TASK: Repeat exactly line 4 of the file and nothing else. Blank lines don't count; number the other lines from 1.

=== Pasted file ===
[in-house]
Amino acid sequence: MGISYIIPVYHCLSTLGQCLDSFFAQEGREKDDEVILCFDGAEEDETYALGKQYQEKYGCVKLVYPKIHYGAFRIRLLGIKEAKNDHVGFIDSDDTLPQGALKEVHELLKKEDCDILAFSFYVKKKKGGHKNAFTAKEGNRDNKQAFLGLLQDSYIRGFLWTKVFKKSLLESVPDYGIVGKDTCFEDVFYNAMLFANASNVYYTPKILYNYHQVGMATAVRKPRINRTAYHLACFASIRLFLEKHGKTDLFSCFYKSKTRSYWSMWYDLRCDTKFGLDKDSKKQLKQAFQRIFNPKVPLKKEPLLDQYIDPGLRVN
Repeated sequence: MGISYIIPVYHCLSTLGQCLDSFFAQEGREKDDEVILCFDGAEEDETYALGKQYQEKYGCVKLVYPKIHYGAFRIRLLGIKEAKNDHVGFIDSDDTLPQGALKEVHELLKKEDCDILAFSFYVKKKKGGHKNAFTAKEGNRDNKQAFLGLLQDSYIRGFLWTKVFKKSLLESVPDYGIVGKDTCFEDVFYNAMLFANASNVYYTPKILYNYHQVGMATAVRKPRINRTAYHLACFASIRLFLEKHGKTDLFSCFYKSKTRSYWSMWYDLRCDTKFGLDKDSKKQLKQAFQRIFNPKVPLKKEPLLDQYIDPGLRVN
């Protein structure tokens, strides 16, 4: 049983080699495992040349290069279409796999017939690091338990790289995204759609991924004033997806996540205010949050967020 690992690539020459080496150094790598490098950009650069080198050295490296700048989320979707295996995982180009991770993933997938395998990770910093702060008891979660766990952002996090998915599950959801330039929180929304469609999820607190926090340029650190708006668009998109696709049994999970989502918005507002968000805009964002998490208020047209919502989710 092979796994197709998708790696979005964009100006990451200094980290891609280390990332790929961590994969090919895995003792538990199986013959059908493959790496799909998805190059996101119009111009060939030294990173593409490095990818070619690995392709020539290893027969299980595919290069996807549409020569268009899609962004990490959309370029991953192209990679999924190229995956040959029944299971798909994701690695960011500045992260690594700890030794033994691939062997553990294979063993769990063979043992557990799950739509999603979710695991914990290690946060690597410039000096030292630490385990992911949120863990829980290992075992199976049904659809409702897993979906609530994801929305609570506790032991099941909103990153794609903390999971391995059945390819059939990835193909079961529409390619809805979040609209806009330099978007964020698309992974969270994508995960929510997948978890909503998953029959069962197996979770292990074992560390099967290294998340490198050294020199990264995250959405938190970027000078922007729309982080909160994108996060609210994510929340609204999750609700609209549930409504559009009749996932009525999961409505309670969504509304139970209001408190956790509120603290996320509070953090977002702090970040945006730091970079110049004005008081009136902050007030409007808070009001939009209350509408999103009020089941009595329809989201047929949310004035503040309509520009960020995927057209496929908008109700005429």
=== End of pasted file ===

């Protein structure tokens, strides 16, 4: 049983080699495992040349290069279409796999017939690091338990790289995204759609991924004033997806996540205010949050967020 690992690539020459080496150094790598490098950009650069080198050295490296700048989320979707295996995982180009991770993933997938395998990770910093702060008891979660766990952002996090998915599950959801330039929180929304469609999820607190926090340029650190708006668009998109696709049994999970989502918005507002968000805009964002998490208020047209919502989710 092979796994197709998708790696979005964009100006990451200094980290891609280390990332790929961590994969090919895995003792538990199986013959059908493959790496799909998805190059996101119009111009060939030294990173593409490095990818070619690995392709020539290893027969299980595919290069996807549409020569268009899609962004990490959309370029991953192209990679999924190229995956040959029944299971798909994701690695960011500045992260690594700890030794033994691939062997553990294979063993769990063979043992557990799950739509999603979710695991914990290690946060690597410039000096030292630490385990992911949120863990829980290992075992199976049904659809409702897993979906609530994801929305609570506790032991099941909103990153794609903390999971391995059945390819059939990835193909079961529409390619809805979040609209806009330099978007964020698309992974969270994508995960929510997948978890909503998953029959069962197996979770292990074992560390099967290294998340490198050294020199990264995250959405938190970027000078922007729309982080909160994108996060609210994510929340609204999750609700609209549930409504559009009749996932009525999961409505309670969504509304139970209001408190956790509120603290996320509070953090977002702090970040945006730091970079110049004005008081009136902050007030409007808070009001939009209350509408999103009020089941009595329809989201047929949310004035503040309509520009960020995927057209496929908008109700005429």